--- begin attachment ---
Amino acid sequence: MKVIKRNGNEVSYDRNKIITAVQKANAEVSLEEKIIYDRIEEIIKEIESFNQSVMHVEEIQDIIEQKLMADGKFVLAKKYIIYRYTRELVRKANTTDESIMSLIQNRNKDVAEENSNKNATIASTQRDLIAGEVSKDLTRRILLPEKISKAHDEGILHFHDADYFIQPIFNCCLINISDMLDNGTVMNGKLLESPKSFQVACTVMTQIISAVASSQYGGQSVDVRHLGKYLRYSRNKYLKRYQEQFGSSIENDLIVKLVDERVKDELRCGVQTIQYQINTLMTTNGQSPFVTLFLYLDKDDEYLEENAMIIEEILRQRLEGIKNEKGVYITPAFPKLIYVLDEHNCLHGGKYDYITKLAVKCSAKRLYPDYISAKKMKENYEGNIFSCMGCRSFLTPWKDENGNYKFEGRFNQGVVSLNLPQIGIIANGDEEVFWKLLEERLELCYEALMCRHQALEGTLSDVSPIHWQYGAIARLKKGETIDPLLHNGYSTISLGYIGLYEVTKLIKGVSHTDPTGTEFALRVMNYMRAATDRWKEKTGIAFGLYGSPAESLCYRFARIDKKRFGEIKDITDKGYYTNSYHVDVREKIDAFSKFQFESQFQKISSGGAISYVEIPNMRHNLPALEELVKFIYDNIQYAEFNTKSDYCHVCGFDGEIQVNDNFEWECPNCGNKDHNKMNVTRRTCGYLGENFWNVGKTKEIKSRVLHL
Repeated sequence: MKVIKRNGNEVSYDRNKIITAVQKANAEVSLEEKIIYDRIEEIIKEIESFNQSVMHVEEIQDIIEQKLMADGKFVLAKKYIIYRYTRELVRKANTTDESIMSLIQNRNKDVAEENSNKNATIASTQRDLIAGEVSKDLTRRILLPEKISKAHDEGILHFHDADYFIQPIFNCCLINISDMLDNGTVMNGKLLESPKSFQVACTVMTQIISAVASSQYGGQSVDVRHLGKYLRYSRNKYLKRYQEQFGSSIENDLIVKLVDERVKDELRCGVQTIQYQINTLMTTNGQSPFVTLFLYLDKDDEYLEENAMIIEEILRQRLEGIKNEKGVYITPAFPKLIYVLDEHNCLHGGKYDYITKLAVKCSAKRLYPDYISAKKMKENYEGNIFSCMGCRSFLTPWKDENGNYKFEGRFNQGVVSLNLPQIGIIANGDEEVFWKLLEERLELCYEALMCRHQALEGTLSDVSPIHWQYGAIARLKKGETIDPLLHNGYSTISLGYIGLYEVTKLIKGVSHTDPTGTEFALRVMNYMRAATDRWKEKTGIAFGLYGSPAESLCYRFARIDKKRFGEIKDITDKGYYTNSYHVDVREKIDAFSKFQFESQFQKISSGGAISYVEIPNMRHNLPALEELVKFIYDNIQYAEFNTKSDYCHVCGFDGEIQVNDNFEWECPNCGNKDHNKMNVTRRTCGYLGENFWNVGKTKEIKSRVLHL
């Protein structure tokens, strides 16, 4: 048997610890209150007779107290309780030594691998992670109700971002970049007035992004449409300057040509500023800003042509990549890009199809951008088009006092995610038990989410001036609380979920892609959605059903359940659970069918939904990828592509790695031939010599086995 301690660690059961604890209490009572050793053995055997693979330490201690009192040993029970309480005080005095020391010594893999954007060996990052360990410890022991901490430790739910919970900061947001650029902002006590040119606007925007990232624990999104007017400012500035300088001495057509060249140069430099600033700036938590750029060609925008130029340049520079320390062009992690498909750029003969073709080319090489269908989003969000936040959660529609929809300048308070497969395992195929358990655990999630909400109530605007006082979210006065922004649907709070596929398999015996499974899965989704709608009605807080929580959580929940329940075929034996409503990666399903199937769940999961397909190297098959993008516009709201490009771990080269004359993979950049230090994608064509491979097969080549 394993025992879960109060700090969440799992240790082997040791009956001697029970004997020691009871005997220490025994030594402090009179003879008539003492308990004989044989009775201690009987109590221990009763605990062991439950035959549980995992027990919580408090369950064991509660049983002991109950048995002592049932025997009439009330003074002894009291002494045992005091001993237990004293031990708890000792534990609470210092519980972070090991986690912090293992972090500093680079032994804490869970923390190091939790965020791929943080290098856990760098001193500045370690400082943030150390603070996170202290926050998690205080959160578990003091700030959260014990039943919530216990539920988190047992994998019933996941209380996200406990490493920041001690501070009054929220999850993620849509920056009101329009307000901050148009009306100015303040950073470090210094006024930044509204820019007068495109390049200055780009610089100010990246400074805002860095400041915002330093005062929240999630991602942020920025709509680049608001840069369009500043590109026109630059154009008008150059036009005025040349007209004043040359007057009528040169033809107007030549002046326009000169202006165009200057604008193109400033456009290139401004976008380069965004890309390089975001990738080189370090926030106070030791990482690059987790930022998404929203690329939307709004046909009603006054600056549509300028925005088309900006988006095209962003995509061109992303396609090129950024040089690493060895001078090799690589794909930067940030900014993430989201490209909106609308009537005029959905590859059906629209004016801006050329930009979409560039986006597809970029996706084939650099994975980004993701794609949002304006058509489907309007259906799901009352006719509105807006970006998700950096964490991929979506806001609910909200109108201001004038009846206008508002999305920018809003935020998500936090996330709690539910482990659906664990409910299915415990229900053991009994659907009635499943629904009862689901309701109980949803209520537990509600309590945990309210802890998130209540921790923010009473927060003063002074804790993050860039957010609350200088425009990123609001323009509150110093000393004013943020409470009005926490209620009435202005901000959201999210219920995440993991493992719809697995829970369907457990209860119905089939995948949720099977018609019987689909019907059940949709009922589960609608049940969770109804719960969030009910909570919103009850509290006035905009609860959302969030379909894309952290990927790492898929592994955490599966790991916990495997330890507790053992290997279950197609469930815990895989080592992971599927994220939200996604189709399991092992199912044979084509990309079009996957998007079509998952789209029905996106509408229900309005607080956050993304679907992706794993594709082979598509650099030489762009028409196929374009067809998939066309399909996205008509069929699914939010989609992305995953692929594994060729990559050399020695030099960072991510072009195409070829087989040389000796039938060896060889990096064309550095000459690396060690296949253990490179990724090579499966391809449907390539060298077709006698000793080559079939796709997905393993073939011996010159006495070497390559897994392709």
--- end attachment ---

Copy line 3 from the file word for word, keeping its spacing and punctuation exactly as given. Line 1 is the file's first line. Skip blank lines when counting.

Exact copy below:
């Protein structure tokens, strides 16, 4: 048997610890209150007779107290309780030594691998992670109700971002970049007035992004449409300057040509500023800003042509990549890009199809951008088009006092995610038990989410001036609380979920892609959605059903359940659970069918939904990828592509790695031939010599086995 301690660690059961604890209490009572050793053995055997693979330490201690009192040993029970309480005080005095020391010594893999954007060996990052360990410890022991901490430790739910919970900061947001650029902002006590040119606007925007990232624990999104007017400012500035300088001495057509060249140069430099600033700036938590750029060609925008130029340049520079320390062009992690498909750029003969073709080319090489269908989003969000936040959660529609929809300048308070497969395992195929358990655990999630909400109530605007006082979210006065922004649907709070596929398999015996499974899965989704709608009605807080929580959580929940329940075929034996409503990666399903199937769940999961397909190297098959993008516009709201490009771990080269004359993979950049230090994608064509491979097969080549 394993025992879960109060700090969440799992240790082997040791009956001697029970004997020691009871005997220490025994030594402090009179003879008539003492308990004989044989009775201690009987109590221990009763605990062991439950035959549980995992027990919580408090369950064991509660049983002991109950048995002592049932025997009439009330003074002894009291002494045992005091001993237990004293031990708890000792534990609470210092519980972070090991986690912090293992972090500093680079032994804490869970923390190091939790965020791929943080290098856990760098001193500045370690400082943030150390603070996170202290926050998690205080959160578990003091700030959260014990039943919530216990539920988190047992994998019933996941209380996200406990490493920041001690501070009054929220999850993620849509920056009101329009307000901050148009009306100015303040950073470090210094006024930044509204820019007068495109390049200055780009610089100010990246400074805002860095400041915002330093005062929240999630991602942020920025709509680049608001840069369009500043590109026109630059154009008008150059036009005025040349007209004043040359007057009528040169033809107007030549002046326009000169202006165009200057604008193109400033456009290139401004976008380069965004890309390089975001990738080189370090926030106070030791990482690059987790930022998404929203690329939307709004046909009603006054600056549509300028925005088309900006988006095209962003995509061109992303396609090129950024040089690493060895001078090799690589794909930067940030900014993430989201490209909106609308009537005029959905590859059906629209004016801006050329930009979409560039986006597809970029996706084939650099994975980004993701794609949002304006058509489907309007259906799901009352006719509105807006970006998700950096964490991929979506806001609910909200109108201001004038009846206008508002999305920018809003935020998500936090996330709690539910482990659906664990409910299915415990229900053991009994659907009635499943629904009862689901309701109980949803209520537990509600309590945990309210802890998130209540921790923010009473927060003063002074804790993050860039957010609350200088425009990123609001323009509150110093000393004013943020409470009005926490209620009435202005901000959201999210219920995440993991493992719809697995829970369907457990209860119905089939995948949720099977018609019987689909019907059940949709009922589960609608049940969770109804719960969030009910909570919103009850509290006035905009609860959302969030379909894309952290990927790492898929592994955490599966790991916990495997330890507790053992290997279950197609469930815990895989080592992971599927994220939200996604189709399991092992199912044979084509990309079009996957998007079509998952789209029905996106509408229900309005607080956050993304679907992706794993594709082979598509650099030489762009028409196929374009067809998939066309399909996205008509069929699914939010989609992305995953692929594994060729990559050399020695030099960072991510072009195409070829087989040389000796039938060896060889990096064309550095000459690396060690296949253990490179990724090579499966391809449907390539060298077709006698000793080559079939796709997905393993073939011996010159006495070497390559897994392709």